This month’s cover is by North Carolina artist Vicki be Wicked. Starting with oil painting at a young age, she has been working with digital art for a decade. A self-described lover of pop-surrealism and dark art, her work is a perfect choice for the latest issue.
APEX MAGAZINE: This month’s cover art, “Goddess,” features both an intimate personal sense and power over an immense universe. When you are creating a piece like this, do you have a story for the character in mind? Does your daily life influence what goes on the canvas?
Vicki be Wicked: For a lot of my work I tend to create first and then give meaning after. I get a visual idea of something and go for it. Creating an aesthetically pleasing composition is my first move, while being mindful of themes and symbolism. Though I value technique, expression outweighs everything else for me. It’s more about invoking an emotion while being visually intriguing. I like to give people the freedom to have their own interpretations of my work sometimes. With my “Goddess” piece, at the time I was drawing a lot of Black women and wanted to have a piece centered around Black fantasy.
AM: Your piece “this chick” is a beautiful vision of malevolent horror. As an artist myself, horror art is often a catharsis. What does creating art mean to you, and what engages you the most in the process?
VbW: As a Black woman I found it difficult to find other Black artists who painted horror or surreal themes. With social media I’ve been able to see that there are creators like me who dabble in those genres.
I create because I feel that it’s what I’m good at. My family had been very encouraging to me as a kid and I spent time getting better at art. It’s hard for me to picture myself doing anything that’s not connected to art. Art is the medium that I choose to express myself with. It has been my voice for so many years as well as my outlet from dealing with the troubles of reality.
I’m a quiet person, though I enjoy social settings, I really cherish alone time and self-reflection. Making art for me doesn’t have to make sense and it doesn’t have to have any purpose outside of that fact that I’m creating something because I want to. I notice my mood becomes more stagnant when I am not putting forth any creative energy.
Art has the means to impact others and I have found over the years that my art makes people feel either happy, disturbed, confused, etc. There is a connection and I love that art connects people and makes us feel a variety of emotions. Putting my feelings into certain art pieces and knowing that I’m going to receive an emotional response from others is what engages me the most.
AM: On a recent Instagram post you mentioned wanting to create designer art toys after finding out about the DesignerCon convention. How does your interest in sculpting influence your two-dimensional art, or vice versa?
VbW: Traditional 2D art has always been what I gravitated towards. Though I am crafty with my hands, sculpting was something I never ventured into until this year. My current interest in sculpting and 3D art has a significant influence on my 2D art because I am finally able to express my 2D work in a different medium. I want to find different ways of bringing my art to life and I can do that by being able to have a physical model of my characters.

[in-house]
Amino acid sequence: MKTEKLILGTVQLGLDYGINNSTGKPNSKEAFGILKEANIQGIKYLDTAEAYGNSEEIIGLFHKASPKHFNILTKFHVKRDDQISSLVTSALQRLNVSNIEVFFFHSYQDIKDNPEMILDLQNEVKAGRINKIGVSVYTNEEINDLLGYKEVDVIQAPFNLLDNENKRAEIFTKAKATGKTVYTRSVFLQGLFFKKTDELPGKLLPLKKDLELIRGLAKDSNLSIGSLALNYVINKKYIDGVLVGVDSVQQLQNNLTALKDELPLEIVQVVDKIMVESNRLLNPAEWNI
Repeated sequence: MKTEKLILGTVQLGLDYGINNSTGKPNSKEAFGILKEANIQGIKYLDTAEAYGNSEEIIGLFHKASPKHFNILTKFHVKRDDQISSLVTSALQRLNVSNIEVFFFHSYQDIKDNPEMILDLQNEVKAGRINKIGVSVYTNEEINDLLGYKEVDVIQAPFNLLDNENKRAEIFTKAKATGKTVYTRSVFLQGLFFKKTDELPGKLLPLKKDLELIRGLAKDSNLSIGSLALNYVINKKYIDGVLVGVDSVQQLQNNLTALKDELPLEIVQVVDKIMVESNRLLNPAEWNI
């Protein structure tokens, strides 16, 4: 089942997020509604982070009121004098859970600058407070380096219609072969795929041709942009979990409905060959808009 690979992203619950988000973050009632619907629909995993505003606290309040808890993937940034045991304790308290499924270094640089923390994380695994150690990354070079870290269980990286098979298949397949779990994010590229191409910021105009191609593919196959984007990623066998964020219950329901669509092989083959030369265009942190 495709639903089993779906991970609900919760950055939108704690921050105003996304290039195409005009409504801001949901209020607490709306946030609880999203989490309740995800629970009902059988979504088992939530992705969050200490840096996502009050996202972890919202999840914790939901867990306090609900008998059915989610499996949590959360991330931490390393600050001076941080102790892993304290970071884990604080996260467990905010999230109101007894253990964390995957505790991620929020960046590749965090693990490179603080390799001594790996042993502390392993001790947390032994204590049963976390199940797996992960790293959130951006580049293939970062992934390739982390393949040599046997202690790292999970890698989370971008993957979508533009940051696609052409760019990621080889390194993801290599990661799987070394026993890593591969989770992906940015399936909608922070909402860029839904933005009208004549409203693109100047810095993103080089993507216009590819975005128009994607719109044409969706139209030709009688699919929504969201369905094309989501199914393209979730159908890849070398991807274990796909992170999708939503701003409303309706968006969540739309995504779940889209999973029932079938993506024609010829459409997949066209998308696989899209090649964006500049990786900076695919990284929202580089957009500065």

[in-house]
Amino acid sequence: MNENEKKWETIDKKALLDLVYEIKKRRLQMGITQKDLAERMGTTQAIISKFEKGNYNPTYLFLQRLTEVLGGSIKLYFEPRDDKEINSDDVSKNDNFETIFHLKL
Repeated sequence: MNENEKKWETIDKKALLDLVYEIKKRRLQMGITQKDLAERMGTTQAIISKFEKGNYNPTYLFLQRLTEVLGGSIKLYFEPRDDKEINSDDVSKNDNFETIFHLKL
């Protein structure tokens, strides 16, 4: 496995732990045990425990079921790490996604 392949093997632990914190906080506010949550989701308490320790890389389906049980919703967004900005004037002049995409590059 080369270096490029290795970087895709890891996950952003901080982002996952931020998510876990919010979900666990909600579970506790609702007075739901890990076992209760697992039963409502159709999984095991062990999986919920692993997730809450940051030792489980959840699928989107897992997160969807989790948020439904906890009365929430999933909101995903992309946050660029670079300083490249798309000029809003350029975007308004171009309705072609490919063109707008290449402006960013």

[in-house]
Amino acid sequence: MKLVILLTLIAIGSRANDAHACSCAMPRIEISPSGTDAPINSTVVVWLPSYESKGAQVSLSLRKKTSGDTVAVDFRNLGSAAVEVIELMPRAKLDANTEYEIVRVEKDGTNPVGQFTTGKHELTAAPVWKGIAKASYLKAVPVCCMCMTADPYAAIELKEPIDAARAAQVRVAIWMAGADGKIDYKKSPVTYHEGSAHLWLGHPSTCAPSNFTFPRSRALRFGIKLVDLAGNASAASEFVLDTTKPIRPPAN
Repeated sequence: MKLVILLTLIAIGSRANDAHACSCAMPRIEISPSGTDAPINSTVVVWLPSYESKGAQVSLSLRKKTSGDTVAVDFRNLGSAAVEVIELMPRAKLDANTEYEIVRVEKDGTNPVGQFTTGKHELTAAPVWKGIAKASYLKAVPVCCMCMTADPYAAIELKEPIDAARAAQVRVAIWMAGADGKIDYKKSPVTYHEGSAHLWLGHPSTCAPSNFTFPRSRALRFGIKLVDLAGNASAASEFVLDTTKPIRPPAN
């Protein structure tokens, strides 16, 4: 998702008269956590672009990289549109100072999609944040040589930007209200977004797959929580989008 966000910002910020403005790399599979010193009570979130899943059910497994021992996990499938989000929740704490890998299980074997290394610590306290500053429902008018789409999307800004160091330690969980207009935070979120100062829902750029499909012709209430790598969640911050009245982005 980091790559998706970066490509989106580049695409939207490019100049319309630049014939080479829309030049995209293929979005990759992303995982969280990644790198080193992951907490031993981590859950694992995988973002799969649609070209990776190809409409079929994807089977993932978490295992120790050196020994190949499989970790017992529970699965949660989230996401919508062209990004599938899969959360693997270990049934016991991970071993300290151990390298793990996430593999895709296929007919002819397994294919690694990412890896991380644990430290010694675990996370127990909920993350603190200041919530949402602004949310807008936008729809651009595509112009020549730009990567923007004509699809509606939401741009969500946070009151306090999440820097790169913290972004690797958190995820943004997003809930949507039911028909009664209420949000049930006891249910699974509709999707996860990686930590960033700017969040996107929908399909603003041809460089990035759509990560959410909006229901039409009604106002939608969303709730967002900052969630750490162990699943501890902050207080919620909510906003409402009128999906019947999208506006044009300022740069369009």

AM: For some of your traditional art pieces, like “Skull Boy,” you wrote the details such as it being a 3’ x 3’ oil on canvas painting. Are reactions different on a particular piece when someone sees it at full size in the real world versus a screen? Or one of your pieces online versus on a product from your store?
VbW: I think viewing traditional art in person will always have a different effect compared to viewing it onscreen. I find people are still intrigued and shocked by my work when viewing it in person. When I do the artist alley at conventions people say my art is creepy yet bright and colorful. Despite the bizarre themes of my work children seem to flock to my booth, probably because of the vivid colors of my creations.
AM: On your YouTube channel you feature speed painting and other methods you use to create art. When you are painting live or on video, how does that change your approach? Do you find yourself examining your process more closely than if you were creating something away from the camera?
VbW: I started streaming on Twitch.tv five years ago and still do to this day. Honestly, through streaming is how I finish a lot of my art. At first, I would plan what I was going to make by sketching my ideas offline. I felt I was trying to be “perfect” with my art process. People want to see the process and that includes mistakes and all. I don’t want to portray myself as an artist who nails everything the first time through. By livestreaming I am able to show the mistakes, frustration and many do overs. I don’t want people to think that because I’m an artist that the process doesn’t involve a lot of experimentation. Streaming my art is allowing me to learn to break away from trying to uphold this expectation of perfection.
Thank you to Vicki be Wicked for a great interview. Make sure to visit her online shop filled with “weird, dark, neon, geeky, creepy cute themes” at Vicki’s Etsy shop.